Keystone Freight Corp. is a motor carrier with a relatively small footprint, barely cracking the top 500 trucking companies with only 35.7 million in annual mileage. Keystone has seven hubs, including one in Baltimore, that span the United States. But Keystone is largely a local carrier, with routes usually sticking close-by its hub locations. Even with such low mileage, Keystone tractor-trailers have been involved in their fair share of crashes, resulting in 29 injuries and 3 fatalities in the past two years alone.
Unlike the larger for-hire carriers such as UPS, FedEx, Swift, Schneider, or J.B. Hunt, Keystone is a third-party logistics company. Meaning, Keystone provides outsourced logistics services by hiring individual owner/operators to move freight, rather than hiring people to drive trailers owned by the company. Many truck drivers aspire to one day own their own rig, giving them a sense of freedom and the ability to be their own boss. But owner/operators who choose to drive for companies like Keystone can run into many of the same problems they would have as a regular employee driver. At Keystone, for example, employees complain about the physical demand of the job. Reportedly, Keystone drivers must unload their trailer by hand, requiring a lot of heavy lifting.
Hiring owner/operators can also be risky for Keystone. Recent statistics from the Government Accountability Office (GAO) reveal a rising phenomenon of “chameleon carriers.” Oftentimes, after a series of bad accidents or poor safety inspections an owner/operator will attempt to conceal his identity, changing the name of his company and applying to carry freight for a different organization. The Federal Motor Safety Carrier Administration (FMCSA) is unable to determine the total number of chameleon carriers already within the industry because of the massive amount of data they would have to go through. But the GAO, using FMCSA data, found an increasing number of potential chameleons – from 759 in 2005 to 1,136 in 2010. Of those possible chameleons, 18 percent were involved in severe crashes, compared with the 6 percent industry-wide crash rate. Even though these owner/operators are driving their own rigs, since Keystone is responsible for vetting drivers during the hiring process, Keystone is liable for any accidents their drivers cause.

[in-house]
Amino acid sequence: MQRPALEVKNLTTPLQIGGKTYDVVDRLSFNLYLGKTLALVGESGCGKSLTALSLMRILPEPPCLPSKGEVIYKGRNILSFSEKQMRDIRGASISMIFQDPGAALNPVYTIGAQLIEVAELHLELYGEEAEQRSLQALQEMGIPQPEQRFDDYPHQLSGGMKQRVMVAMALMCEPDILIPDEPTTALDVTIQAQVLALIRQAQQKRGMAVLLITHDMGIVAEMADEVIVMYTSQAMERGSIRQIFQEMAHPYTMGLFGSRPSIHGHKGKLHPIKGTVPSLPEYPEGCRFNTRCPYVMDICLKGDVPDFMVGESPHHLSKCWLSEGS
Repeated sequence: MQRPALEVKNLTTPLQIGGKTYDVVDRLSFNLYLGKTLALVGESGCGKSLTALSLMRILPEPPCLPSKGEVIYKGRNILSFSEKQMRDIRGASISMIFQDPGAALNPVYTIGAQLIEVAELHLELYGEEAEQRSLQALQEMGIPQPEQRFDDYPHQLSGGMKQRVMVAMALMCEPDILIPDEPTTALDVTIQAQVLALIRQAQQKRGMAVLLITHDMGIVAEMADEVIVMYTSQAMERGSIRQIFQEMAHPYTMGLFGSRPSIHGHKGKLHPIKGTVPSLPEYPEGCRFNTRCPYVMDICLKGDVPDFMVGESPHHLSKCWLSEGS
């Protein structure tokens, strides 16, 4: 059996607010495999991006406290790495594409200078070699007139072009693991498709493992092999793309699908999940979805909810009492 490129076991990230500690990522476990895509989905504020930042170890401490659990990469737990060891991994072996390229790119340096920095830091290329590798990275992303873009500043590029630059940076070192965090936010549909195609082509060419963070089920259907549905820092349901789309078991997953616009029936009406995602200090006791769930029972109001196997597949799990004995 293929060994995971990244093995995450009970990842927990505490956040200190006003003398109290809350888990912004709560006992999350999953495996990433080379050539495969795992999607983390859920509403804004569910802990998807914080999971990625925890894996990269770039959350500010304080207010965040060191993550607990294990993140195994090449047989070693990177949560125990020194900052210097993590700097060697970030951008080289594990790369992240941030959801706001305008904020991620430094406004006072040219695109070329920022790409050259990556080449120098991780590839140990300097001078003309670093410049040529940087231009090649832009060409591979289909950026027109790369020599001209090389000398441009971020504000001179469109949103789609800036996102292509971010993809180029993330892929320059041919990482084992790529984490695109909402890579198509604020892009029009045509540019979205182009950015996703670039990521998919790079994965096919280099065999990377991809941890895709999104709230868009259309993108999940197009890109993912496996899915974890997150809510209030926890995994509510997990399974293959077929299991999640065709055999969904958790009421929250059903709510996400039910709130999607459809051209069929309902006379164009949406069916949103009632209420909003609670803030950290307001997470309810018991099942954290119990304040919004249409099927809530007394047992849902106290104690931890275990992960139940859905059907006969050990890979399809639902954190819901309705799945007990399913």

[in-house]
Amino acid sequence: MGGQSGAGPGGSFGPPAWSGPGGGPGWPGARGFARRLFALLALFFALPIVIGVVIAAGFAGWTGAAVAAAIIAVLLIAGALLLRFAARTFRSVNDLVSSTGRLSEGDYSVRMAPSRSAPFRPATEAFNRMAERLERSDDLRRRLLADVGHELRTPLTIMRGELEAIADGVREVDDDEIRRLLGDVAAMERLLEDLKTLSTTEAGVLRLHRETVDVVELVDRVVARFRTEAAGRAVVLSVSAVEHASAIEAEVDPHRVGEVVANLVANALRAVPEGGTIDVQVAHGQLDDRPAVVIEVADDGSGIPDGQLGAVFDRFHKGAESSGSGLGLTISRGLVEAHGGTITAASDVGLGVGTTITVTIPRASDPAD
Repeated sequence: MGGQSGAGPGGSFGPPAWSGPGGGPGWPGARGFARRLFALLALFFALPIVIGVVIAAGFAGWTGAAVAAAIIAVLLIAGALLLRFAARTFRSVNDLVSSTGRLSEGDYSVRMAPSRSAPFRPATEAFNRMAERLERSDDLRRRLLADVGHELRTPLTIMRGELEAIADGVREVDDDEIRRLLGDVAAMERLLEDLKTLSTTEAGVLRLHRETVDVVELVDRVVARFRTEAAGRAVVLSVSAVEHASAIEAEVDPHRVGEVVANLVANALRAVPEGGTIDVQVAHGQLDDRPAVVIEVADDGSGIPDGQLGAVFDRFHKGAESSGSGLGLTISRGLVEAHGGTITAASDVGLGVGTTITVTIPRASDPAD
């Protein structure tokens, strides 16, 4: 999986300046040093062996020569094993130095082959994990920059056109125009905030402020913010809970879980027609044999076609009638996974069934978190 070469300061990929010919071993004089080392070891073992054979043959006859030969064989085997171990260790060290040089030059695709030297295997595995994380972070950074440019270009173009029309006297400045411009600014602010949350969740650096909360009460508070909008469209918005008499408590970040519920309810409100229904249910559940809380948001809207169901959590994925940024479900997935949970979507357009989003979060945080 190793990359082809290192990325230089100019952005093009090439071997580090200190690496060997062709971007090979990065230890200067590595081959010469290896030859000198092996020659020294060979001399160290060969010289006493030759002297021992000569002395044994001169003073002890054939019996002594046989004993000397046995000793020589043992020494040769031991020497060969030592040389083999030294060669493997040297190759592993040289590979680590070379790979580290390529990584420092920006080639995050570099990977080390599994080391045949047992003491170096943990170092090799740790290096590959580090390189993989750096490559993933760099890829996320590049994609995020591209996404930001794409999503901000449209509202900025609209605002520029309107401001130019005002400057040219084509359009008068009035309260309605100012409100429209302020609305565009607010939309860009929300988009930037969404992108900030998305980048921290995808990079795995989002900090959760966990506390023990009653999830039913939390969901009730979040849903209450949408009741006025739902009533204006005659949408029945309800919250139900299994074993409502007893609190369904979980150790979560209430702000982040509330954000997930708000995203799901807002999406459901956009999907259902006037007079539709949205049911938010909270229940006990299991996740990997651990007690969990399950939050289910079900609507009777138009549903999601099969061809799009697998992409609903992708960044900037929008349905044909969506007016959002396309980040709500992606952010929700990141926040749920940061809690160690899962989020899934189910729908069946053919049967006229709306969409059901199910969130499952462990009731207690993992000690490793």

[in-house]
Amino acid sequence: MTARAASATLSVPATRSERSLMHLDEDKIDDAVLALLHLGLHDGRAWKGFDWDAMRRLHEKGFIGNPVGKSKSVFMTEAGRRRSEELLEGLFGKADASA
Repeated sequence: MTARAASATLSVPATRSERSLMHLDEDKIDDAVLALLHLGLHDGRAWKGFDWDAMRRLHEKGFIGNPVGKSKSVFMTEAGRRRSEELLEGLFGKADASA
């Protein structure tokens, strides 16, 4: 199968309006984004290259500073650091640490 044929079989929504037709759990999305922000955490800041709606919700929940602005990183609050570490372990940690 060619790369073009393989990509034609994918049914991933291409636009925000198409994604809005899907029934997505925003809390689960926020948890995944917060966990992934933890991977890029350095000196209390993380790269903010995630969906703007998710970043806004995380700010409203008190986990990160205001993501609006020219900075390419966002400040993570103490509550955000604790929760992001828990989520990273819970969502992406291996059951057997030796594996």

Why Keystone Accident Cases Have a Higher Settlement Value
The real challenge in a Keystone tractor-trailer accident claim is in the determination of value for the injuries caused by the collision, not in assigning blame for who caused the accident to begin with. In cases like this, the defendant shouldn’t have any impact on the outcome of the case. But in reality, the identity of the defendant can make a big difference. If a sweet old grandmother, for example, is sued for causing a car accident, the jury may be subconsciously affected by their sympathy toward the grandmother, and assign a lesser award. Even though it’s the jury’s job to find the right amount of money that would enable a victim to become healthy and whole again, regardless of the defendant, an empathetic defendant can have a negative impact on awards. Few people, however, feel any empathy for large, impersonal trucking companies with big pockets. Even if a juror respects Keystone and appreciates their services, the juror is unlikely to have strong feelings of sympathy toward Keystone that would affect the outcome of a trial.
Additionally, since tractor-trailers are heavier and can cause more damage than the average vehicle, Keystone claims adjusters are used to the greater damages and dollar amounts associated with rig accidents. Between jury bias and claims adjustor bias, the trial value for personal injury claims can be higher against a company like Keystone, which in turn leads to a higher settlement value.
What Else is Different About a Claim Against Keystone?
Although many lawyers handle car accident cases, it takes a lawyer with industry-specific knowledge to properly handle truck accident cases against Keystone. State and federal regulations, for example, are different for motor carriers than they are for passenger cars. Many tractor-trailers are required to carry specialized equipment that can detect and save data about speed, airbag deployment, braking, and a host of other data points from the time of a crash. If the attorney knows where to look, these data and regulations can be useful tools in settling your personal injury claim against Keystone.